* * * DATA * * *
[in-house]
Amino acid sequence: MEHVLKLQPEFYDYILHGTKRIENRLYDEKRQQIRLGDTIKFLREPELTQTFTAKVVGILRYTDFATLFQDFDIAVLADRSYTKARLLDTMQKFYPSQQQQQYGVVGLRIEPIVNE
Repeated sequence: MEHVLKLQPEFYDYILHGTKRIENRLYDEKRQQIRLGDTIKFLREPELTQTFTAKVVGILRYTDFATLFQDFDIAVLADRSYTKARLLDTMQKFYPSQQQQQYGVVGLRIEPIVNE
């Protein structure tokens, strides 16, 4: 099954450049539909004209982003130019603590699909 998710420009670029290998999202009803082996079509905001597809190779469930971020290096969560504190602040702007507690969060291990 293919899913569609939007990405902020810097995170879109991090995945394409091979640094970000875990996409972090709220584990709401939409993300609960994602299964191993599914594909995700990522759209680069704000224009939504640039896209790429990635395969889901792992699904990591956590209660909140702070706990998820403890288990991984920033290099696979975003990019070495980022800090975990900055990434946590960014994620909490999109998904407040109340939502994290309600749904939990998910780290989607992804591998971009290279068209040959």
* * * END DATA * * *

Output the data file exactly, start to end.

[in-house]
Amino acid sequence: MEHVLKLQPEFYDYILHGTKRIENRLYDEKRQQIRLGDTIKFLREPELTQTFTAKVVGILRYTDFATLFQDFDIAVLADRSYTKARLLDTMQKFYPSQQQQQYGVVGLRIEPIVNE
Repeated sequence: MEHVLKLQPEFYDYILHGTKRIENRLYDEKRQQIRLGDTIKFLREPELTQTFTAKVVGILRYTDFATLFQDFDIAVLADRSYTKARLLDTMQKFYPSQQQQQYGVVGLRIEPIVNE
């Protein structure tokens, strides 16, 4: 099954450049539909004209982003130019603590699909 998710420009670029290998999202009803082996079509905001597809190779469930971020290096969560504190602040702007507690969060291990 293919899913569609939007990405902020810097995170879109991090995945394409091979640094970000875990996409972090709220584990709401939409993300609960994602299964191993599914594909995700990522759209680069704000224009939504640039896209790429990635395969889901792992699904990591956590209660909140702070706990998820403890288990991984920033290099696979975003990019070495980022800090975990900055990434946590960014994620909490999109998904407040109340939502994290309600749904939990998910780290989607992804591998971009290279068209040959």